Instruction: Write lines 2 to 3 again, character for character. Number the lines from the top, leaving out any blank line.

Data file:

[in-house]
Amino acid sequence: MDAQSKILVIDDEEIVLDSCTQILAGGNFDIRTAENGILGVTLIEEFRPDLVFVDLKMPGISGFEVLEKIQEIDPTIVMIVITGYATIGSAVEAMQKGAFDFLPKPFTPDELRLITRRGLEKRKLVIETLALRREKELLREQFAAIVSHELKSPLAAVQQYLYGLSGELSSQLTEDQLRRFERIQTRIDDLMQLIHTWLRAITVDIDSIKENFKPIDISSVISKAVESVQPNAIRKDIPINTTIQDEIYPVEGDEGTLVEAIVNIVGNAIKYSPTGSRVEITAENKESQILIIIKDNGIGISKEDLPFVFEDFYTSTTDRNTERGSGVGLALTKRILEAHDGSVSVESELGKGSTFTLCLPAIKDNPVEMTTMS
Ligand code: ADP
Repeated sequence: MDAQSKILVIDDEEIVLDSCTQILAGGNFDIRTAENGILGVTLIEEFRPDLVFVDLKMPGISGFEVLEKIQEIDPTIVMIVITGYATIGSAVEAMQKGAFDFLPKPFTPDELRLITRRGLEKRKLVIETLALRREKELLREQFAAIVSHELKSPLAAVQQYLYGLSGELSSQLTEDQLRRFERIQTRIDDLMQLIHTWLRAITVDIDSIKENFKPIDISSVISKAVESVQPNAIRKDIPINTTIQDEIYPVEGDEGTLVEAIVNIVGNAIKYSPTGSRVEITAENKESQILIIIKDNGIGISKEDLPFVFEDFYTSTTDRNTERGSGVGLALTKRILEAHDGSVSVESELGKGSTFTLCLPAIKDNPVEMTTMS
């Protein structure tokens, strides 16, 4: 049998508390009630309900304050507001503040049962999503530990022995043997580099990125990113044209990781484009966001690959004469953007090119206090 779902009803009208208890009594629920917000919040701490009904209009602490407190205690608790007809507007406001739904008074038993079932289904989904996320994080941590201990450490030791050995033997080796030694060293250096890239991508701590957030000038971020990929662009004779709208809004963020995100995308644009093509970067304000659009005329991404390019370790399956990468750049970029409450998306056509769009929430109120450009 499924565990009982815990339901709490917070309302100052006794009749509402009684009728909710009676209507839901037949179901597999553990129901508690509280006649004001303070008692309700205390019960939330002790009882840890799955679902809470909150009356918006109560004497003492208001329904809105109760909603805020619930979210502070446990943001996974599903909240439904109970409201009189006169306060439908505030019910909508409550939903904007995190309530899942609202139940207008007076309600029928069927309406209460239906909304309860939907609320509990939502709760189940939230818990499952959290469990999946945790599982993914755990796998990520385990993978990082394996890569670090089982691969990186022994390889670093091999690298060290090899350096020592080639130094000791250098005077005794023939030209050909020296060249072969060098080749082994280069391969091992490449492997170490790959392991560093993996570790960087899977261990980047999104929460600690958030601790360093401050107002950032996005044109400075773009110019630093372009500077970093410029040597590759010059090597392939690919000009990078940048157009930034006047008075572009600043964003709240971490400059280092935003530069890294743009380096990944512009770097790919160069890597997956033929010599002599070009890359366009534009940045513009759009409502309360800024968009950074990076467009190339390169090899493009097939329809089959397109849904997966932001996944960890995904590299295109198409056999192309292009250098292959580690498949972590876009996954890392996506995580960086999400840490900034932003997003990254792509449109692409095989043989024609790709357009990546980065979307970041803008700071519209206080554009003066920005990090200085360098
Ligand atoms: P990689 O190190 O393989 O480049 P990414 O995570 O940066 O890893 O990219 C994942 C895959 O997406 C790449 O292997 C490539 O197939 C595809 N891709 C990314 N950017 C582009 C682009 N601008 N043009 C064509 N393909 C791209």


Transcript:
Amino acid sequence: MDAQSKILVIDDEEIVLDSCTQILAGGNFDIRTAENGILGVTLIEEFRPDLVFVDLKMPGISGFEVLEKIQEIDPTIVMIVITGYATIGSAVEAMQKGAFDFLPKPFTPDELRLITRRGLEKRKLVIETLALRREKELLREQFAAIVSHELKSPLAAVQQYLYGLSGELSSQLTEDQLRRFERIQTRIDDLMQLIHTWLRAITVDIDSIKENFKPIDISSVISKAVESVQPNAIRKDIPINTTIQDEIYPVEGDEGTLVEAIVNIVGNAIKYSPTGSRVEITAENKESQILIIIKDNGIGISKEDLPFVFEDFYTSTTDRNTERGSGVGLALTKRILEAHDGSVSVESELGKGSTFTLCLPAIKDNPVEMTTMS
Ligand code: ADP